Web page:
HOA Guide to Installing & Using Security Cameras

Security cameras are becoming increasingly popular in communities throughout the world. Whether it’s a tiny doorbell camera to help catch porch pirates or an outdoor security camera connected to the cloud, these devices are becoming easier to install and cheaper to purchase. Homeowners' associations (HOAs) are looking at security cameras to deter crime and monitor common areas. But, before your board installs a new neighborhood camera, there are some essential things to consider. Below is all the important information your HOA needs to know about installing and using security cameras in your community.

Find Out Your HOA's Rules on Cameras

The first and most important step your board should take is searching through the governing documents for any rules or regulations regarding camera use. These community documents will help inform what is or is not possible moving forward. If there are any questions, you should consult with your community association manager (CAM) or your HOA lawyer for details.

Look into Local, State, & Federal Laws

Additionally, there may be local, state, or federal laws that will impact how and where your board can install cameras. The generally accepted law on camera usage emphasizes that everyone has a right to a reasonable expectation of privacy. What this means for your board is that you’ll likely be able to record in public areas, but it’d be unacceptable to point a camera at any indoor or privately-owned spaces. Again, when in doubt, always consult with your CAM or community lawyer.

Craft a Policy That Protects Your Community

After you’ve done your due diligence to follow all the rules and guidelines for camera use as it pertains to your community, it may be a good idea to craft specific policies that your HOA can start to follow. Set clear expectations for homeowners of where the cameras can be placed, how the footage will be stored, and who will be allowed to view it. Likewise, work with your board to establish a budget to support your efforts. Two of the most important things to keep in mind for your community camera policy are how the cameras will look and what will be done to protect resident's privacy.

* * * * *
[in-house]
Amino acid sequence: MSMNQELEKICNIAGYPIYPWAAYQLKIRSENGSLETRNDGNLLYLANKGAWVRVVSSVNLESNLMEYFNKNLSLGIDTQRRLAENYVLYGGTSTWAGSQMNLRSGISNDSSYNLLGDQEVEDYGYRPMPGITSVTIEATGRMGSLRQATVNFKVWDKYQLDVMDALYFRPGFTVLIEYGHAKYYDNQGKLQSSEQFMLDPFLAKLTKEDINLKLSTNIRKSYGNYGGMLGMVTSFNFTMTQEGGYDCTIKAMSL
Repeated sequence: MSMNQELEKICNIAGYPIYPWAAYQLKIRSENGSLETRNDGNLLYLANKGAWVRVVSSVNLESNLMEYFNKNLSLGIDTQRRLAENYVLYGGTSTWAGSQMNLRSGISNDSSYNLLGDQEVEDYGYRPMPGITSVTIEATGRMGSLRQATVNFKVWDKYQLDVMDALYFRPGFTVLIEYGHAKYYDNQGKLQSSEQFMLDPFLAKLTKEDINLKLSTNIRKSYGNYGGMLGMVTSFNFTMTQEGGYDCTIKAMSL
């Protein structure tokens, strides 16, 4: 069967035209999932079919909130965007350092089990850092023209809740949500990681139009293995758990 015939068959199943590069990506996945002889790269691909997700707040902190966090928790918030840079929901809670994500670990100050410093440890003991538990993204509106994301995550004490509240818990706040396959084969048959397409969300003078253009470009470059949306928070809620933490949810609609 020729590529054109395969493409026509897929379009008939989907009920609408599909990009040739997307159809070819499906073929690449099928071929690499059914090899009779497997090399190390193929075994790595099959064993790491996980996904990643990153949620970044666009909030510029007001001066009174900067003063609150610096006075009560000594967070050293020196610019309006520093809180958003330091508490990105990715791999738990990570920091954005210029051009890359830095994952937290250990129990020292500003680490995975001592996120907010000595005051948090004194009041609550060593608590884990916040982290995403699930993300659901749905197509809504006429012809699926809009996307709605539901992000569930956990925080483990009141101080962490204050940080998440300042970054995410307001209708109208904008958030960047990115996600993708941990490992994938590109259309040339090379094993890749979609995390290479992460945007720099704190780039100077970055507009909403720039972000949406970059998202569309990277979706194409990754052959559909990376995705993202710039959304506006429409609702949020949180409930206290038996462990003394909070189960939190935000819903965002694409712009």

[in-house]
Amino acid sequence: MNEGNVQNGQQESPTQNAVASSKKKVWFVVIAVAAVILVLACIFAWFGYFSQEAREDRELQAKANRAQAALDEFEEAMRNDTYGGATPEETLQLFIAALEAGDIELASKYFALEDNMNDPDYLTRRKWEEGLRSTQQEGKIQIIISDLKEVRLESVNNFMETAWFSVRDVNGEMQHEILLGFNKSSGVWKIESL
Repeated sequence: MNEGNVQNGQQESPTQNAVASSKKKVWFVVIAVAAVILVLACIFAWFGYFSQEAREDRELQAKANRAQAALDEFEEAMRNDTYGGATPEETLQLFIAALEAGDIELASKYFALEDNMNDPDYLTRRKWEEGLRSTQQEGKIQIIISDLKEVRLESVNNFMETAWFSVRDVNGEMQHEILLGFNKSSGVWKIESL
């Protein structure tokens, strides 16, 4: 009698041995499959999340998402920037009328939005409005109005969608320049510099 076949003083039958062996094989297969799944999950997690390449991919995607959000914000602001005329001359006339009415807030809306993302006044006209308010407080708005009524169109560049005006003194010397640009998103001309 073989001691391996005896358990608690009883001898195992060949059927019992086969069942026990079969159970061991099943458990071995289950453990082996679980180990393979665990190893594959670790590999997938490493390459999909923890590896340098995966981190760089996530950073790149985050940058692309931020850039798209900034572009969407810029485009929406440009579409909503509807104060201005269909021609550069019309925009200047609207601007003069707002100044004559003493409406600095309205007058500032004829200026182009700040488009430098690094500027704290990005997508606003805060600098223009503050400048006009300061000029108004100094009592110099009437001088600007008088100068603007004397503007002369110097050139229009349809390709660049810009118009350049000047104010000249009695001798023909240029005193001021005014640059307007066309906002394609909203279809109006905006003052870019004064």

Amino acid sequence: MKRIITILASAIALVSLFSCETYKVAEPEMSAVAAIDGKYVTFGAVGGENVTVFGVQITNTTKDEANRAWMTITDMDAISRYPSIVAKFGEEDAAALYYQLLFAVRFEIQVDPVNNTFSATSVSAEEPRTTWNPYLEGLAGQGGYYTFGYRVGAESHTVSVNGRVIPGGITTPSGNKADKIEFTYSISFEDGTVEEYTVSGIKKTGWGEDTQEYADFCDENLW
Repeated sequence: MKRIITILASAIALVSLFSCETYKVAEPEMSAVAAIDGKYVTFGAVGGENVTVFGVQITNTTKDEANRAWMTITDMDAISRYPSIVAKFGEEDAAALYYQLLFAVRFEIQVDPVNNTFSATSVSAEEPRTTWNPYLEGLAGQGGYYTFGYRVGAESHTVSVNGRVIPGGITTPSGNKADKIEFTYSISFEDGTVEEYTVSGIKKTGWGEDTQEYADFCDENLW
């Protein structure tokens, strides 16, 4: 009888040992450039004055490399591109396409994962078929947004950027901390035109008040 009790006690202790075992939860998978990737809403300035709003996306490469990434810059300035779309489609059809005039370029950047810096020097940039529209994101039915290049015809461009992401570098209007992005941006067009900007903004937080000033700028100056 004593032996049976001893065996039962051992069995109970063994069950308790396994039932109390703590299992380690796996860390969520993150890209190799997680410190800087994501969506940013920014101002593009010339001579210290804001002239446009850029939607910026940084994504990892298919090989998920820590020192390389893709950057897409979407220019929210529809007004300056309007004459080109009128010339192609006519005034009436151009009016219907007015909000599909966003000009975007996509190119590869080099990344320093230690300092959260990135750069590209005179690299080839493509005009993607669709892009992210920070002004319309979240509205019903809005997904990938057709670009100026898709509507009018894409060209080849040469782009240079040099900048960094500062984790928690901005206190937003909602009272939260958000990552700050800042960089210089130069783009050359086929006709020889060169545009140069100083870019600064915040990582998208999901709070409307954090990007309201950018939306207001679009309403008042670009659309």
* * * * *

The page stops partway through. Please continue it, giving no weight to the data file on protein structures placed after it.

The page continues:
Aesthetics

Cameras can quickly become an eyesore. Plan carefully for your security camera installation and make sure they won’t negatively affect the aesthetics of your neighborhood. Likewise, consider possible weather conditions for outside cameras, and use hardware that’ll look good and stand up to the elements.

Privacy

Always remember homeowners have a reasonable expectation of privacy in their community. Make sure cameras are never pointed into backyards, windows, or other areas that are considered private. Do your best to keep any saved video protected and have clear rules of who can access any files. Also, set standards for how long footage will be stored, and how it'll be deleted after an appropriate amount of time.

Budget for On-Going Expenses

When planning and budgeting for your security cameras, keep in mind that there can be ongoing expenses. Be sure to plan for these, including: 

  • Video storage
  • Maintenance
  • Upgrading hardware and software
  • Additional cameras for growing communities

8 Tips on Security Cameras From a Community Expert

Julian White is a Business Development Manager at Associa Tennessee and has helped solve countless community issues, including when and how to install security cameras. He wants every HOA contemplating security cameras to keep these eight crucial tips in mind.

  1. Unless written in the governing documents or state legislation, the board isn’t required to install security cameras.
  2. Only the HOA is permitted to install a camera in the common areas, or in a place that’ll record the common area.
  3. If the board is looking to install cameras, they should consult their community attorney, CAM, and insurance agent to weigh the pros and cons.
  4. There needs to be a policy of who will review the footage and how often (daily, weekly, after an occurrence, etc.). 
  5. Homeowners need to be made aware of the camera policy. You can do this by posting it in the clubhouse, on a community message board, or through a community app like TownSq
  6. Footage from the security cameras should never be stored or accessed on a personal computer, including board members.
  7. No one person outside of law enforcement should review the footage in private.
  8. Recordings should be kept in congruence with the state's statute of limitations for personal injury claims.

 

Get More HOA Safety & Security Tips

Want more expert advice to keep your community safe and secure? Check out our post, "5 Ways to Effectively Curb Crime in Your Community." 

About the Author

Julian White

Julian White has over 7 years combined experience in Business Development and Marketing. Originally from Cincinnati, Ohio, Julian moved to Nashville in 2016. Prior to joining Associa, Julian worked as a Marketing Director for an Occupational Medicine Clinic. He applies a genuine and honest approach to business development. He works by the standard of under promise over deliver. He empowers his team to be successful by working with the clients to learn their needs and find a solution within our procedures.

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